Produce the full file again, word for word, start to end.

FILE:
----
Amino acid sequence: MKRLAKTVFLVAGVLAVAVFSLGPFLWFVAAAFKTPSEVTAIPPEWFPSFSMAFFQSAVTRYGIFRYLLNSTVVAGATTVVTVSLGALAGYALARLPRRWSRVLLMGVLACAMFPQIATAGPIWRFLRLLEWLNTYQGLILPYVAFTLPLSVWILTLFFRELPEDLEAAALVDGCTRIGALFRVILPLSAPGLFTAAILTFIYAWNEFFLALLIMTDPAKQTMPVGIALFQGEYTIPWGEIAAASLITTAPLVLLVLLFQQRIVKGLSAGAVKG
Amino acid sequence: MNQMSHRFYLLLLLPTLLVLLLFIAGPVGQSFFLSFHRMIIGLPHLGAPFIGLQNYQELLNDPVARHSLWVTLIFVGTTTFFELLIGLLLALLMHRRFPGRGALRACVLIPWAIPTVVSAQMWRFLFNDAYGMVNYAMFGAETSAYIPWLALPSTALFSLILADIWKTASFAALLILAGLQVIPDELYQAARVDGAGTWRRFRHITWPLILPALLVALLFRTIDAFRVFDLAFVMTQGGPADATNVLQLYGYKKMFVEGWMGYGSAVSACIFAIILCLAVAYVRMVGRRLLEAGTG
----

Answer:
Amino acid sequence: MKRLAKTVFLVAGVLAVAVFSLGPFLWFVAAAFKTPSEVTAIPPEWFPSFSMAFFQSAVTRYGIFRYLLNSTVVAGATTVVTVSLGALAGYALARLPRRWSRVLLMGVLACAMFPQIATAGPIWRFLRLLEWLNTYQGLILPYVAFTLPLSVWILTLFFRELPEDLEAAALVDGCTRIGALFRVILPLSAPGLFTAAILTFIYAWNEFFLALLIMTDPAKQTMPVGIALFQGEYTIPWGEIAAASLITTAPLVLLVLLFQQRIVKGLSAGAVKG
Amino acid sequence: MNQMSHRFYLLLLLPTLLVLLLFIAGPVGQSFFLSFHRMIIGLPHLGAPFIGLQNYQELLNDPVARHSLWVTLIFVGTTTFFELLIGLLLALLMHRRFPGRGALRACVLIPWAIPTVVSAQMWRFLFNDAYGMVNYAMFGAETSAYIPWLALPSTALFSLILADIWKTASFAALLILAGLQVIPDELYQAARVDGAGTWRRFRHITWPLILPALLVALLFRTIDAFRVFDLAFVMTQGGPADATNVLQLYGYKKMFVEGWMGYGSAVSACIFAIILCLAVAYVRMVGRRLLEAGTG